How to Start Tomato & Pepper Seedlings Indoors

There are many reasons why you should grow your tomato and pepper seeds indoors first. First of all, both of these plants are considered summer vegetables. This means they won’t grow properly unless the soil temperature is greater than 65°F. The temperature of the soil is very important for their growth and if you just plant them right away without considering the wind, soil and weather conditions, then chances are they won’t grow very well.

So it's beneficial to give your seedlings a nice head start by growing them inside your home early in spring. By late spring, your tomato and pepper seedlings should be strong enough to be transplanted in the warmer outdoor soil and after a while, you can begin your harvest before fall arrives.

As you can see, starting your tomato and pepper seedlings indoors is very crucial. So if you want to get the very best results for your produce, go ahead and follow these easy steps now!

8 Steps to Starting Your Tomato & Pepper Seedlings Indoors

1. Find Out When to Start
First and foremost, you need to find out the right time to begin your indoor growing. This period will of course depend on where you live, but a good rule of thumb is to start the seeds around two months prior to the last spring frost date. You can use online resources such as to help you determine this.

2. Gather Your Materials
You need the following to successfully grow your seedlings indoors:

  • Small, clean pots or planting containers with small drainage holes. They should also have a minimum depth of three inches.
  • High-quality seed starting mix which you can purchase from a reputable nursery near you. Never use the soil from your garden because they’re too heavy for seedlings and often prone to soil-based diseases, weed seeds and other harmful elements.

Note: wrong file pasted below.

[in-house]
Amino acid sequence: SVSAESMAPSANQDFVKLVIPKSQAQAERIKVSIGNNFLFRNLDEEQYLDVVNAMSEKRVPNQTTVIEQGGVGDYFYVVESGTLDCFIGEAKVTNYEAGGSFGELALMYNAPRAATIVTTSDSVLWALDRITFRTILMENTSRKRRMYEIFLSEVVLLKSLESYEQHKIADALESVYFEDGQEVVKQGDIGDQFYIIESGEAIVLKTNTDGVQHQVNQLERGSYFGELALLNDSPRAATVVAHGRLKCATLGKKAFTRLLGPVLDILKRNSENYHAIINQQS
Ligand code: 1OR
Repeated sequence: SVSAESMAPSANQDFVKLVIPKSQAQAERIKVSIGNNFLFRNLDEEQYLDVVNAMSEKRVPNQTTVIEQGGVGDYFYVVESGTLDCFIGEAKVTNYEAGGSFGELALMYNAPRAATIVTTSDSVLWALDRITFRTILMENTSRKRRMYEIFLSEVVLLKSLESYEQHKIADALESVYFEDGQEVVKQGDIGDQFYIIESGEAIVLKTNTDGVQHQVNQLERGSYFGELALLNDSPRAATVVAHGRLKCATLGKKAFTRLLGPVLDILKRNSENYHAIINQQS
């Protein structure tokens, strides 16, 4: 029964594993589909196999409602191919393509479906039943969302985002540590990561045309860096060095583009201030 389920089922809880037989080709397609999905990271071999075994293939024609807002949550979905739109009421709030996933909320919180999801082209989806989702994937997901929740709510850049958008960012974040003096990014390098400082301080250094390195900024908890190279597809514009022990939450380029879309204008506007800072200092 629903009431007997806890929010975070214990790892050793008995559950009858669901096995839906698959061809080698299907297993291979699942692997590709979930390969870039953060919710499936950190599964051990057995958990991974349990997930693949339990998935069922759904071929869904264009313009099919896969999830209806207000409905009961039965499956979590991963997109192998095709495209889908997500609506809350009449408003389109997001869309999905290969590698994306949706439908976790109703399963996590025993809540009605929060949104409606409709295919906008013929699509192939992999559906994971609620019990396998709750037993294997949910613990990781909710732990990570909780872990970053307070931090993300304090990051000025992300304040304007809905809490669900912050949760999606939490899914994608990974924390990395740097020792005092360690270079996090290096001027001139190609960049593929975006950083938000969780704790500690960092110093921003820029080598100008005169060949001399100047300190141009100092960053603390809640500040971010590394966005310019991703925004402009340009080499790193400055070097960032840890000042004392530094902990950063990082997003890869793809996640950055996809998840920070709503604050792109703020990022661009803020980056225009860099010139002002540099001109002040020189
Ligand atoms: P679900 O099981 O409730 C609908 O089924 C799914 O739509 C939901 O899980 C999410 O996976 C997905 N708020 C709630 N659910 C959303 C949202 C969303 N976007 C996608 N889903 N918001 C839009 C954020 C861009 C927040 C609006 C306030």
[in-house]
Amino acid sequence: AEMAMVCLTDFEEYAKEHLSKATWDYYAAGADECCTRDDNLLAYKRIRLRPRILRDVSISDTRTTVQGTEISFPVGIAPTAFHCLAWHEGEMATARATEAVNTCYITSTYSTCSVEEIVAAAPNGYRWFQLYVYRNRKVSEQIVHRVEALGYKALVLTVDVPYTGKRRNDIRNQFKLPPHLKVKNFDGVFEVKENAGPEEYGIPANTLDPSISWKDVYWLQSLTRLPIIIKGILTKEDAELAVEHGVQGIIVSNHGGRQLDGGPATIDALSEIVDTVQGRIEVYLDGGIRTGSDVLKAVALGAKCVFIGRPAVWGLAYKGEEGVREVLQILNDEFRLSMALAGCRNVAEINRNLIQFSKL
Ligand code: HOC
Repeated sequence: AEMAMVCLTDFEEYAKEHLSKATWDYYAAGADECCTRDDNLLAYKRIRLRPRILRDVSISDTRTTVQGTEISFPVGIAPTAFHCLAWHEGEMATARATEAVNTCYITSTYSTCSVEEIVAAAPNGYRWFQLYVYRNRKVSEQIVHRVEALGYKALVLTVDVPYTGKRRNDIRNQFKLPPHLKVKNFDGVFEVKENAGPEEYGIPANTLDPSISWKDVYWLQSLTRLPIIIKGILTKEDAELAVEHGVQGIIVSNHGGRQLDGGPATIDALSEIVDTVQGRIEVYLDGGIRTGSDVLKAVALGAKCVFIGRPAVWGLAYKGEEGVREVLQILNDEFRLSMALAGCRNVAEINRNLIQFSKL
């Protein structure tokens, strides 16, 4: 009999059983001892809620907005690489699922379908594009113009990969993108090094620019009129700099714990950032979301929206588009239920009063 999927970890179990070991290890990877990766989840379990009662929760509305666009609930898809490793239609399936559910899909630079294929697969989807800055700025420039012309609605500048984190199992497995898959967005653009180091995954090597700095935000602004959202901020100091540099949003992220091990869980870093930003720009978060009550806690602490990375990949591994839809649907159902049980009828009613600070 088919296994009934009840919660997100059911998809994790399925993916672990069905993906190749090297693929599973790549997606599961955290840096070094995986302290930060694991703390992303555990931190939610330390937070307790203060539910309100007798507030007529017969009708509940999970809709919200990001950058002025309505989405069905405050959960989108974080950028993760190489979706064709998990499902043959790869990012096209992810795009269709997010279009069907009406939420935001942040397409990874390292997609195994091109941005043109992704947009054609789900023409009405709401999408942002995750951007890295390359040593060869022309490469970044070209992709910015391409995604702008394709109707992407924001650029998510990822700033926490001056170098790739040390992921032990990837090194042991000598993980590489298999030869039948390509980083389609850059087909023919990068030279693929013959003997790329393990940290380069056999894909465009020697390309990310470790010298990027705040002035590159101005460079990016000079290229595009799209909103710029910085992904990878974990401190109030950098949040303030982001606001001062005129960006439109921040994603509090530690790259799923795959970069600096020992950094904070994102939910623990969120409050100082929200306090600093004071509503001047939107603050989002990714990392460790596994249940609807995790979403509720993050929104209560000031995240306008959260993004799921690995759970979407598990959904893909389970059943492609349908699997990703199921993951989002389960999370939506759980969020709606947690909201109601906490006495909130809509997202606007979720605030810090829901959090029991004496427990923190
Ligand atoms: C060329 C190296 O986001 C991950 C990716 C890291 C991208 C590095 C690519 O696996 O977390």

• A greenhouse, a window that gets a lot of sunlight, or a room with a good lighting system.
  • Some high-quality fertilizer.
  • Good air circulation.

3. Prepare the Starting Mix
Now, let’s start by mixing your seed starter. Get a large container, add in the seed starter, gradually pour in some water and mix them properly. The mixture should not be muddy but rather damp like a sponge that has been squeezed out. Once you’ve achieved this, you can go ahead and put the mixture into each planting container. Be sure to leave one inch of space before you reach the container’s tip. You should also label and date all your containers so you’ll know which is which.

4. Plant the Seeds
Next, create a quarter-inch-deep furrow in every container where you can bury the seeds. The seeds should also have an inch’s space between them.

5. Germinate, Water and Monitor the Seedlings
Tomatoes and peppers require high temperatures to get them to sprout. This means you’ll have to put them in a warmer area like in a greenhouse or atop the fridge. You could also set up your own lighting system by using fluorescent bulbs. Simply suspend them one or two inches over the seedlings to provide heat. Make sure the lights aren’t too distant though, otherwise the stems will grow too long and weak.

As to watering, see to it that the containers are always damp and the seedlings are regularly sprinkled with light water.

Lastly, closely monitor the growth of the seedlings and put them in a good light source as soon as they sprout. You can begin raising the light bulbs a little higher once the seedlings start to grow. Watch out for the weak-looking seedlings because they probably need more lighting.

6. Transplanting the Seedlings
Once the sprouts are about three inches in height, you can begin transplanting them to their very own pots to give them more space for growth. Go ahead and put in some dampened mix into each new pot. Dig a hole, carefully move the each tomato or pepper seedling in there from their previous container and water them a bit to stabilize them with the soil.

7. Feeding Your Tomato & Pepper Seedlings
Seed starters actually have very little plant food, so you’ll have to start feeding your tiny plants right away. You can use a liquid fertilizer for this purpose, or whatever your local nursery recommends. Don’t forget to keep providing a steady light source for your growing plants.

8. Moving Your Plants to the Garden
In about a month after this, the weather should be warm enough that you can finally introduce your seedlings to your garden environment. On the first day, simply place the plants in a shaded area for half of the day. On the second and third days, you can put them outside but with shade throughout the day. On the succeeding days, you can eventually place them under the morning sun and then all throughout the day without shade. When they’re ready to be transplanted to the garden, do it around sunset or a cloudy day to reduce stress on the plants. Lastly, secure the plants in the soil, give them enough water and add some organic matter if you like.

And that’s how to start tomato and pepper seedlings indoors properly. The process may be quite long, but just be patient and you’ll be rewarded with some amazing crops that you can be proud of!